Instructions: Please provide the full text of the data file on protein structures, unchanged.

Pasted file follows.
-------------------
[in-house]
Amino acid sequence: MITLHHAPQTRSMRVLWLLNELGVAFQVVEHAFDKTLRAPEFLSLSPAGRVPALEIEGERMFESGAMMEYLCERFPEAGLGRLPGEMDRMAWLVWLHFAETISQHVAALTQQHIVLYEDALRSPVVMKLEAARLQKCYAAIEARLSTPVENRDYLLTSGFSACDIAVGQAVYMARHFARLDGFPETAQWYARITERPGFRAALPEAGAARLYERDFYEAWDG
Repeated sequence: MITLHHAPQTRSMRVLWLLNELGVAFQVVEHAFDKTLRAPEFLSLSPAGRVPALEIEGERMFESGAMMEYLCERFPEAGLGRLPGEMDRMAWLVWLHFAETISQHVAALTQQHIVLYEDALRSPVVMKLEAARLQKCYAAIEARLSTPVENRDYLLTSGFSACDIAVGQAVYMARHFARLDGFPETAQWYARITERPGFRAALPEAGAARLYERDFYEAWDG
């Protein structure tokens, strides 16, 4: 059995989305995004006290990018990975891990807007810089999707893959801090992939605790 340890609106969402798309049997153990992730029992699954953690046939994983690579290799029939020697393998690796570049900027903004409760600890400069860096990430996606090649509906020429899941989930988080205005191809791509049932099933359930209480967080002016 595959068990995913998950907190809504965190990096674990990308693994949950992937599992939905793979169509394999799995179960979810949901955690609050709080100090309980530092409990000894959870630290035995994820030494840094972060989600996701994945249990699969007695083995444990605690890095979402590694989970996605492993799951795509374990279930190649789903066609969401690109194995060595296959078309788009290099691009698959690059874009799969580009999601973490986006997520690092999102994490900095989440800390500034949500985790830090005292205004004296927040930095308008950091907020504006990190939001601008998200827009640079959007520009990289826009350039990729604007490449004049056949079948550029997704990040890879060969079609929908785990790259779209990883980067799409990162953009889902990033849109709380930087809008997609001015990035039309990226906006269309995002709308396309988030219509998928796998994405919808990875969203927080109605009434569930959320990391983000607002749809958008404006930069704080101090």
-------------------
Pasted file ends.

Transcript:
[in-house]
Amino acid sequence: MITLHHAPQTRSMRVLWLLNELGVAFQVVEHAFDKTLRAPEFLSLSPAGRVPALEIEGERMFESGAMMEYLCERFPEAGLGRLPGEMDRMAWLVWLHFAETISQHVAALTQQHIVLYEDALRSPVVMKLEAARLQKCYAAIEARLSTPVENRDYLLTSGFSACDIAVGQAVYMARHFARLDGFPETAQWYARITERPGFRAALPEAGAARLYERDFYEAWDG
Repeated sequence: MITLHHAPQTRSMRVLWLLNELGVAFQVVEHAFDKTLRAPEFLSLSPAGRVPALEIEGERMFESGAMMEYLCERFPEAGLGRLPGEMDRMAWLVWLHFAETISQHVAALTQQHIVLYEDALRSPVVMKLEAARLQKCYAAIEARLSTPVENRDYLLTSGFSACDIAVGQAVYMARHFARLDGFPETAQWYARITERPGFRAALPEAGAARLYERDFYEAWDG
């Protein structure tokens, strides 16, 4: 059995989305995004006290990018990975891990807007810089999707893959801090992939605790 340890609106969402798309049997153990992730029992699954953690046939994983690579290799029939020697393998690796570049900027903004409760600890400069860096990430996606090649509906020429899941989930988080205005191809791509049932099933359930209480967080002016 595959068990995913998950907190809504965190990096674990990308693994949950992937599992939905793979169509394999799995179960979810949901955690609050709080100090309980530092409990000894959870630290035995994820030494840094972060989600996701994945249990699969007695083995444990605690890095979402590694989970996605492993799951795509374990279930190649789903066609969401690109194995060595296959078309788009290099691009698959690059874009799969580009999601973490986006997520690092999102994490900095989440800390500034949500985790830090005292205004004296927040930095308008950091907020504006990190939001601008998200827009640079959007520009990289826009350039990729604007490449004049056949079948550029997704990040890879060969079609929908785990790259779209990883980067799409990162953009889902990033849109709380930087809008997609001015990035039309990226906006269309995002709308396309988030219509998928796998994405919808990875969203927080109605009434569930959320990391983000607002749809958008404006930069704080101090």